New Start: Paving the Way for Learning

iCeGS has produced a lot of research reports over the year. I’m ashamed to say that I haven’t read all of them so I thought that it might be useful to go back and work through all of the publications to see what I could learn.

First up I thought that I’d have a look at

Barham, L., & Morgan, S. (1999). New Start: Paving the Way for Learning: An Interim Evaluation of Personal Adviser Pilot Projects . Suffolk: Department for Education and Employment.


One of the problems that I have in reading some of iCeGS early reports is that they pre-date my involvement in careers work. Because the careers world is so dynamic it is very difficult to access the policy and practice context if you weren’t around at the time. Our publications would prove pretty useful to anyone putting together a history of career guidance.

New Start describes an evaluation of a series of projects that used Personal Advisers to reengage disadvantaged young people in learning. The personal advisers operated in the context of “Learning Gateway” which I’m a bit vague about. The role seemed very similar to the Connexions Personal Adviser role but very much on the social work end of that role. From reading this, the research really seems to be examining early pilots that may have been part of the thinking that led to the creation of Connexions. One of the main forms of practice that is discussed is the development of Individual Development Plans.

The report finds that Personal Advisers were effective in helping young people to make progress, but that it was intensive work and that more thought needed to be given to the training of the Advisers and to how they integrated with the rest of the Careers Service.

As ever, there is much to be learnt from looking back… the problems just come round and round.


Making it invisible

Never work with children or animals. That’s what they told me at RADA. Many a performer’s career has been ruined by an unruly elephant or a scene-stealing brat.

Actually I never went to RADA and I reckon that I could probably manage working with children or animals from time to time. The thing I can’t stand is computers. Never work with computers – that is my motto.

You may feel that this is a somewhat limiting position for someone who has made what little reputation he has on the back of “knowing a bit about computers”. However, they remain the bane of my life. When computers treat me well I’m as happy as Larry, when they go wrong I storm around like a bear with a sore head. On the whole I’m not a violent person, but a slow internet connection and a buggy Word document have me reaching for the pick-axe.

Why do computers make me so angry? I think it is because I know what I want them to do. No actually that isn’t right, I know what I want to do. I just want the computer to be an invisible instrument of my will. I don’t want to sit there looking at the screen and watching an hourglass or a rotating circle. I just want what I want to happen to happen. I don’t love technology I love being able to do what I want without thinking about how it works or why it works. Ideally I’d like to be able to shoot messages directly out of my eyes and have them appear on bill boards around the world. But, unfortunately I’m told that that breaks a number of laws of both biology and physics and so I have to use a blog to achieve the same effect. When it works well I don’t have to think about the technology of the blog, when it works badly all I can think about is the technology and how frustrating it is.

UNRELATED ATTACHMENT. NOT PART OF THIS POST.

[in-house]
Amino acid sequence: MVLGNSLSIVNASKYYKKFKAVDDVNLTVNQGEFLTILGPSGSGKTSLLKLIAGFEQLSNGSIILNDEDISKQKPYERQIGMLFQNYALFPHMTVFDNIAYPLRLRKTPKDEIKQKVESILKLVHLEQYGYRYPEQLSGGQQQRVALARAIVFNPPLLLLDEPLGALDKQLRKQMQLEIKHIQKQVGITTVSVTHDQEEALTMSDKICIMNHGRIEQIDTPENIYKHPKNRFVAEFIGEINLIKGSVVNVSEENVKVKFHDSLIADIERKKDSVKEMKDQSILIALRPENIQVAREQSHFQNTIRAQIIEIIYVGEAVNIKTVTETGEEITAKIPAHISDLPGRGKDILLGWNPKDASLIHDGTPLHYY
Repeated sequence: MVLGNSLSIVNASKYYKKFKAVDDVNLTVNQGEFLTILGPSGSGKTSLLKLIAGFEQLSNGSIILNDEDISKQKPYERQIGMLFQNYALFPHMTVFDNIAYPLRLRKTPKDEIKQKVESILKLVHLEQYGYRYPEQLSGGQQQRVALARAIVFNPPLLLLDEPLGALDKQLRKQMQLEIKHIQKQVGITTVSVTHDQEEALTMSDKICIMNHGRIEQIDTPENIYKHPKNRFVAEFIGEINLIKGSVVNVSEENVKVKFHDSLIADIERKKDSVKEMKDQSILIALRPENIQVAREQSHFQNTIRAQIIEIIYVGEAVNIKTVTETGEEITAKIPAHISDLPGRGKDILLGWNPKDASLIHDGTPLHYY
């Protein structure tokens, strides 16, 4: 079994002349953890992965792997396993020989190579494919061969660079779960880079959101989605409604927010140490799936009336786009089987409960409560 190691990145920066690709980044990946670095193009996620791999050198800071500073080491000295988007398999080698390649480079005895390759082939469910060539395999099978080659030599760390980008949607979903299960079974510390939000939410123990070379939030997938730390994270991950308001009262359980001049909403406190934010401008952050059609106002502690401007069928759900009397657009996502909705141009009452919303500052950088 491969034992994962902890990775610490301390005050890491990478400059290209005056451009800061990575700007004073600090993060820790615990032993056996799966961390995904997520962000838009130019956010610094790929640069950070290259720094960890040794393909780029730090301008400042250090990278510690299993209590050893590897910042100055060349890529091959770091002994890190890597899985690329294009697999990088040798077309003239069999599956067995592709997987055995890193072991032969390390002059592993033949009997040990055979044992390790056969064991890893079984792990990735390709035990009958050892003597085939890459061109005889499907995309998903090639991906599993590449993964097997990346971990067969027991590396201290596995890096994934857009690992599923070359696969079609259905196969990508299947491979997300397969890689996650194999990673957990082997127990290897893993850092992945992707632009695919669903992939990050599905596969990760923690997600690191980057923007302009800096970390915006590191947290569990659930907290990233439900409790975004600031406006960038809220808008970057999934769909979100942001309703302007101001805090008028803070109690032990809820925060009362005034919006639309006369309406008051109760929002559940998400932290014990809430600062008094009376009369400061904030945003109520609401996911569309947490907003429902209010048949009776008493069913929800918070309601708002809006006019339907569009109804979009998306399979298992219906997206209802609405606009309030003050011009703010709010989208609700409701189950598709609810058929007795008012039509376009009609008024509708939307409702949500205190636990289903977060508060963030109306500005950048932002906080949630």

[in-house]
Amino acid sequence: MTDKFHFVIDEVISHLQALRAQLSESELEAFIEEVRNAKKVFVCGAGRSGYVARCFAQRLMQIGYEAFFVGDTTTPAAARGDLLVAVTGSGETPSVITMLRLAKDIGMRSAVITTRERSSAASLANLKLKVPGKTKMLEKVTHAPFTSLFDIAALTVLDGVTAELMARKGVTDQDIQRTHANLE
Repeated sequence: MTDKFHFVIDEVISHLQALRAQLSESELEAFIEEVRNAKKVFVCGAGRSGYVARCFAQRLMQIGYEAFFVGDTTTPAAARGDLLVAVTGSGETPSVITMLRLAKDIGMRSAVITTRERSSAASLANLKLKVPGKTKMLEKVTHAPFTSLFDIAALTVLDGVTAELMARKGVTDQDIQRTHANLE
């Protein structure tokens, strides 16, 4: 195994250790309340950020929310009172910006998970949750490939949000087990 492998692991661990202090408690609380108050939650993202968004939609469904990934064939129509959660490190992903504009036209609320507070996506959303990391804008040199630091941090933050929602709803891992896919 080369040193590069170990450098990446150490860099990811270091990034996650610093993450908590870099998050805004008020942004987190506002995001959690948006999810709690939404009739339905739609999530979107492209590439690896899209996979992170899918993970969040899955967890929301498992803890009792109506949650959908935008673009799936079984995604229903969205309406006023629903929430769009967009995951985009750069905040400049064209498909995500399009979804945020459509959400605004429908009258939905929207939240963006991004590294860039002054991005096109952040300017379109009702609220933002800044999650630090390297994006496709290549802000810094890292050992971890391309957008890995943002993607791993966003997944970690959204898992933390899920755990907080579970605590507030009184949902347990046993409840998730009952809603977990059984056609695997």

OK, if you are still with me you have probably spotted that this is a rant. But, hopefully it is a rant with some kind of purpose. What I’ve realised is that the secret of getting people to use any technology is essentially about making the technology invisible. While people are worrying about the technology, looking at manuals and so on, they are focusing on the technology rather than what it can do. Ultimately they might walk away with a sense of how this bit of technology works, but they won’t have expanded their conception of what they can do. They won’t be dreaming of shooting information out of their eyes onto billboards around the world, all they’ll be doing is trying to remember the sequence of buttons that they pressed to make the light go on.

This is why technical faults are the death knell of any attempt to get people using technology. When things go wrong all people can see is the technology and all they remember is its wrongness. Even if they assimilate the sequence of buttons to press they won’t have experienced the sensation of flying and if something can’t make you fly or do some other kind of magic then why use it. I’ve already got buttons to press elsewhere.

So how do we make it invisible? People have got to actually use whatever technology you are showing them. What is more they’ve got to use it to solve some kind of problem – ideally a real one. At its best it has got to convince them that they are capable of things that they didn’t believe they were capable of. Remember when you made your first poster using Word or Publisher? Remember when you gave your first PowerPoint. It felt like flying didn’t it, because all of a sudden you could make something or do something that you never thought that you would be able to do. Because you had that feeling you were motivated to change your practice and once it became part of your practice you found that you were able to learn more about how the technology worked and the more you learnt the more invisible it became. Eventually it was so invisible that you actually couldn’t remember how it works when you’re trying to explain it to other people.

So that’s it. The best way to teach people technology is to make it invisible and to give them superpowers. Is that too much to ask?